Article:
A message from Children’s Rights Alliance”
Barnardos, the Children’s Rights Alliance, the ISPCC and the National Parents’ Council Primary have come together to call on the Government to develop an urgent plan to reopen the schools on 1 February given the negative impact of school closures on children and young people, and to take action now to support vulnerable students.
We note NPHET’s recent advice on schools emphasised the negative risks to children’s mental health, wellbeing, development, educational attainment and overall health outcomes.
“While acknowledging the deteriorating epidemiological situation, this advice was based on an assessment at that time that the known negative impacts of school closures on children (including student mental health, wellbeing, development, educational attainment and overall health outcomes), outweighed the risks of reopening in terms of potential direct health risks to children and staff from Covid-19 (with evidence to date confirming that schools are a safe and protected environment) and the wider impact of school opening on community transmission levels.” (NPHET Letter dated 30 December 2020).
Yesterday (07.01.21), the Chief Medical Officer and NPHET representatives addressed the issue of school closures in their briefing, stating once again that the data showed schools were a safe environment for children and young people, with very low rates of transmission. However, with growing concern regarding increasing cases of Covid-19 in the community, the Government has chosen to close schools to limit movement/contacts outside the school body to try and reduce transmission overall.
Suzanne Connolly, CEO Barnardos says, “Many of the thousands of children that Barnardos work with, mainly those living in situations where they face additional challenges in the home such as addiction, poor mental health, domestic violence, low educational attainment, or financial challenges, suffered greatly during the last school closures. We are calling for a plan to be made available for reopening of schools on February 1st that also includes immediate measures to ensure children who have already felt the brunt of closures, will not again fall victim.”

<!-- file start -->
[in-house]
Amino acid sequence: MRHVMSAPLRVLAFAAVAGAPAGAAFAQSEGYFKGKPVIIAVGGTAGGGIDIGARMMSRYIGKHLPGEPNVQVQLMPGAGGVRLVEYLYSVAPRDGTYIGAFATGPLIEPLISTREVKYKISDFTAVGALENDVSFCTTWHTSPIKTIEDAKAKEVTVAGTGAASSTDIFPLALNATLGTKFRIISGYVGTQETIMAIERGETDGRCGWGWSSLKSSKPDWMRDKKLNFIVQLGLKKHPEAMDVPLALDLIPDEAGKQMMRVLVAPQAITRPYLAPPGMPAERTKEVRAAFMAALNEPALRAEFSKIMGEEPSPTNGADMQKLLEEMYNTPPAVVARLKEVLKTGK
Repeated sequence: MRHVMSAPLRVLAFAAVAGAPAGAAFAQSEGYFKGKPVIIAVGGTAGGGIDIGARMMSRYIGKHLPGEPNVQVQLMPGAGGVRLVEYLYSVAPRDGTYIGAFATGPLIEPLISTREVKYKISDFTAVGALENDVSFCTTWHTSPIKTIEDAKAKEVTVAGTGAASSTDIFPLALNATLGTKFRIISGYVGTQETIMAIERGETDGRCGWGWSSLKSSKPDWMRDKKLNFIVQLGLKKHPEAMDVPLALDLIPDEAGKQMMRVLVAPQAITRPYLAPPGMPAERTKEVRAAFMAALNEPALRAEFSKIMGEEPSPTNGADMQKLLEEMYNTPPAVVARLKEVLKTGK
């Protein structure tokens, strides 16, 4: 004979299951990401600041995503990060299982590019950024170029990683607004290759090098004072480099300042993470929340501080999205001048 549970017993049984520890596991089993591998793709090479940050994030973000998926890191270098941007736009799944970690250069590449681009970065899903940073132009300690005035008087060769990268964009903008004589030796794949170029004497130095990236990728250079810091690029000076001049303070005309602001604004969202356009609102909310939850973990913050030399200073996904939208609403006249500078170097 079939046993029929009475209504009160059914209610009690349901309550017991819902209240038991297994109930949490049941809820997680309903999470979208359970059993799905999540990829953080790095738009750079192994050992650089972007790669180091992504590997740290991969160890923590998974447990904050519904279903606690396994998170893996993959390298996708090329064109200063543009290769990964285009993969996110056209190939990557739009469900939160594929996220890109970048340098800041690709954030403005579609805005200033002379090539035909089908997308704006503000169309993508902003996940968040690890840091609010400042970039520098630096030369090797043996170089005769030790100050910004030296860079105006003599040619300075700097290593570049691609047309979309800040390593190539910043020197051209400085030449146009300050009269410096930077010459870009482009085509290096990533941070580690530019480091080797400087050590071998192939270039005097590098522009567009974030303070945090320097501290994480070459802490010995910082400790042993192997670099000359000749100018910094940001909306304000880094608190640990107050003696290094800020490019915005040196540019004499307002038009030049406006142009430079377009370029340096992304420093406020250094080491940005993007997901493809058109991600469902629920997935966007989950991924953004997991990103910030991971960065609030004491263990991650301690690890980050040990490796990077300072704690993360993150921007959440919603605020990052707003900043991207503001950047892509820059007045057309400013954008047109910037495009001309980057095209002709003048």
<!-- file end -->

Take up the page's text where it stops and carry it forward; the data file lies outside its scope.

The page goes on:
Educators know first-hand how disruptive the last lockdown was for children from disadvantaged backgrounds. Speaking on the experience in her school, Principal of Rutland St National School in Dublin 1, Niamh Murray said: “The impact of the school’s closure on vulnerable children is a real concern. School is a warm safe place for many children who love coming through the doors every morning. Some children live in difficult circumstances and may not have the support or resources at home to access online learning. The closure will have a disproportionate effect on children in disadvantaged communities.”
Tanya Ward, Chief Executive of the Children’s Rights Alliance said, “We are deeply concerned about the impact of school closures on the most vulnerable children in the country where school is a sanctuary. Those children are now invisible. Many are living with families struggling with addiction, poor mental health and where violence is part of their everyday life. They are waking up in homes that are cold and they have nowhere to go. It is unacceptable that these children have to again pay the price of the lockdown.”
Áine Lynch, CEO of National Parents’ Council Primary, stated, “The efforts being made by those in the early years sector to ensure their services remain open for very vulnerable children and essential workers will be critical in supporting essential workers in education to reopen schools for our most vulnerable students by providing quality childcare for their children.
We are concerned that following the Government’s announcement last night regarding the delayed reopening of special education schools and classes, that there are no in-school options for vulnerable children in any setting including children with special education needs and children experiencing education disadvantage. There are vulnerable children in specialist settings and in mainstream classes who have regressed hugely because of the last lockdown and their families are desperate for them not to fall behind again.
We are and are now strongly advocating for provisions to be made as soon as possible, in line with public health advice, for in-school learning for children with special educational needs and those experiencing education disadvantage.”
The organisations are calling on Government to now:
Tanya Ward continued, “We understand that schools are dealing with staff absences and requirements for self-isolation and that this in itself can make opening schools difficult. We are also all living through a very unsettling third wave of this pandemic. Schools and their staff cannot do this alone. Government support will be essential to ensure schools remain a safe environment for children and their teachers, but it is critically important that there is a collective effort from Departments to reopen schools as soon as possible, particularly for young students with additional needs and those more vulnerable. Decisions must be made in consultation with young people as well as education staff to ensure the voices and concerns of those at the centre of this issue are heard and heeded.
We are also calling on Government to urgently develop plans in partnership with Principals and School Boards of Management and to provide them with flexibility and support so they can cater to the needs of disadvantaged children and those that need our support the most.”